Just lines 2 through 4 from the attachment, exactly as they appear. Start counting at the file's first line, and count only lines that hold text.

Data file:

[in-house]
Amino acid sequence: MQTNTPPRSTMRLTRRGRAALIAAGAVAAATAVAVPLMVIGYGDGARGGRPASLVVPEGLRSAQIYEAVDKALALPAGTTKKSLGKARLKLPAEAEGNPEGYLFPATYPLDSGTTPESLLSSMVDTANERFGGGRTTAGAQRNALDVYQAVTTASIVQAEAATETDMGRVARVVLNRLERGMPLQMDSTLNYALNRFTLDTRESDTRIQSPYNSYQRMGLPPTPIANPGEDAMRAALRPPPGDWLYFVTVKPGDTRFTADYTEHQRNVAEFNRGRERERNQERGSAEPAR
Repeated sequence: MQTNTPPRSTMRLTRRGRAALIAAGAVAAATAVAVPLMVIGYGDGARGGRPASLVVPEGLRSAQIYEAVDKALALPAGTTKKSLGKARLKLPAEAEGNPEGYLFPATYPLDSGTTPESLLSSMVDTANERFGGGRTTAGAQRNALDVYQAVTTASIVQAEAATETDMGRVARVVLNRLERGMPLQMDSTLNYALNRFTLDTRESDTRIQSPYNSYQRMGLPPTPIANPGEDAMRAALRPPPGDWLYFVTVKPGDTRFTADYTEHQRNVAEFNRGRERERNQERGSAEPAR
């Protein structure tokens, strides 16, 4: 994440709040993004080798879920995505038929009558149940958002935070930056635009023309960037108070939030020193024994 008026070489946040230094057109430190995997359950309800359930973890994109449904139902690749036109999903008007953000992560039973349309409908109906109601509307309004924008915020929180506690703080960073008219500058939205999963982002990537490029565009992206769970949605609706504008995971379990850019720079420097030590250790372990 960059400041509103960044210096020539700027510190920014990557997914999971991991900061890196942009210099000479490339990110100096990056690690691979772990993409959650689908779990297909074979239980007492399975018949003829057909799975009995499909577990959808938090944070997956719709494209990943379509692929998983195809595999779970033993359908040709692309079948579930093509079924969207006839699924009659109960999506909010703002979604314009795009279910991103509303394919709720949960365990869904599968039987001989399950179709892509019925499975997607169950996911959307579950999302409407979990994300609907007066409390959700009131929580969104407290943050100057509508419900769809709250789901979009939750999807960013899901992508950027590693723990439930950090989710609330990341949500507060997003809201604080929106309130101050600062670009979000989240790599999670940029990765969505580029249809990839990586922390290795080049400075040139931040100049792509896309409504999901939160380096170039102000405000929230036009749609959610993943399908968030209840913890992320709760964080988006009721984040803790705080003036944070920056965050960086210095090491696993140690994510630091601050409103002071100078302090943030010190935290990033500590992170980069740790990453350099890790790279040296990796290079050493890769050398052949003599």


Amino acid sequence: MQTNTPPRSTMRLTRRGRAALIAAGAVAAATAVAVPLMVIGYGDGARGGRPASLVVPEGLRSAQIYEAVDKALALPAGTTKKSLGKARLKLPAEAEGNPEGYLFPATYPLDSGTTPESLLSSMVDTANERFGGGRTTAGAQRNALDVYQAVTTASIVQAEAATETDMGRVARVVLNRLERGMPLQMDSTLNYALNRFTLDTRESDTRIQSPYNSYQRMGLPPTPIANPGEDAMRAALRPPPGDWLYFVTVKPGDTRFTADYTEHQRNVAEFNRGRERERNQERGSAEPAR
Repeated sequence: MQTNTPPRSTMRLTRRGRAALIAAGAVAAATAVAVPLMVIGYGDGARGGRPASLVVPEGLRSAQIYEAVDKALALPAGTTKKSLGKARLKLPAEAEGNPEGYLFPATYPLDSGTTPESLLSSMVDTANERFGGGRTTAGAQRNALDVYQAVTTASIVQAEAATETDMGRVARVVLNRLERGMPLQMDSTLNYALNRFTLDTRESDTRIQSPYNSYQRMGLPPTPIANPGEDAMRAALRPPPGDWLYFVTVKPGDTRFTADYTEHQRNVAEFNRGRERERNQERGSAEPAR
């Protein structure tokens, strides 16, 4: 994440709040993004080798879920995505038929009558149940958002935070930056635009023309960037108070939030020193024994 008026070489946040230094057109430190995997359950309800359930973890994109449904139902690749036109999903008007953000992560039973349309409908109906109601509307309004924008915020929180506690703080960073008219500058939205999963982002990537490029565009992206769970949605609706504008995971379990850019720079420097030590250790372990 960059400041509103960044210096020539700027510190920014990557997914999971991991900061890196942009210099000479490339990110100096990056690690691979772990993409959650689908779990297909074979239980007492399975018949003829057909799975009995499909577990959808938090944070997956719709494209990943379509692929998983195809595999779970033993359908040709692309079948579930093509079924969207006839699924009659109960999506909010703002979604314009795009279910991103509303394919709720949960365990869904599968039987001989399950179709892509019925499975997607169950996911959307579950999302409407979990994300609907007066409390959700009131929580969104407290943050100057509508419900769809709250789901979009939750999807960013899901992508950027590693723990439930950090989710609330990341949500507060997003809201604080929106309130101050600062670009979000989240790599999670940029990765969505580029249809990839990586922390290795080049400075040139931040100049792509896309409504999901939160380096170039102000405000929230036009749609959610993943399908968030209840913890992320709760964080988006009721984040803790705080003036944070920056965050960086210095090491696993140690994510630091601050409103002071100078302090943030010190935290990033500590992170980069740790990453350099890790790279040296990796290079050493890769050398052949003599």